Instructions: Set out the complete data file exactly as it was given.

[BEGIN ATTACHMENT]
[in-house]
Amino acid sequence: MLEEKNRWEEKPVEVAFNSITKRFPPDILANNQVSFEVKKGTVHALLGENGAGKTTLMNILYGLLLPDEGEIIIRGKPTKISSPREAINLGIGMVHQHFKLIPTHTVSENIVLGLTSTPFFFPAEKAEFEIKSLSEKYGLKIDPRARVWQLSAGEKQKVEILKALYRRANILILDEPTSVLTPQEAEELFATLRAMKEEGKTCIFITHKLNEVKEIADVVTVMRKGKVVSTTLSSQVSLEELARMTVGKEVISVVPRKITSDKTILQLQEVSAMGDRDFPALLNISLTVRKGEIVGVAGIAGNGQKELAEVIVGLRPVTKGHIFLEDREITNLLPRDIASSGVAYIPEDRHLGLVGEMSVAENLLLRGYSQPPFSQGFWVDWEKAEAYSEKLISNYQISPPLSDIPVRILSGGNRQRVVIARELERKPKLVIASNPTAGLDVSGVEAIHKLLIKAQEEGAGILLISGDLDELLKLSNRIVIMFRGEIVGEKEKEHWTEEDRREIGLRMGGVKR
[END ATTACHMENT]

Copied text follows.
[in-house]
Amino acid sequence: MLEEKNRWEEKPVEVAFNSITKRFPPDILANNQVSFEVKKGTVHALLGENGAGKTTLMNILYGLLLPDEGEIIIRGKPTKISSPREAINLGIGMVHQHFKLIPTHTVSENIVLGLTSTPFFFPAEKAEFEIKSLSEKYGLKIDPRARVWQLSAGEKQKVEILKALYRRANILILDEPTSVLTPQEAEELFATLRAMKEEGKTCIFITHKLNEVKEIADVVTVMRKGKVVSTTLSSQVSLEELARMTVGKEVISVVPRKITSDKTILQLQEVSAMGDRDFPALLNISLTVRKGEIVGVAGIAGNGQKELAEVIVGLRPVTKGHIFLEDREITNLLPRDIASSGVAYIPEDRHLGLVGEMSVAENLLLRGYSQPPFSQGFWVDWEKAEAYSEKLISNYQISPPLSDIPVRILSGGNRQRVVIARELERKPKLVIASNPTAGLDVSGVEAIHKLLIKAQEEGAGILLISGDLDELLKLSNRIVIMFRGEIVGEKEKEHWTEEDRREIGLRMGGVKR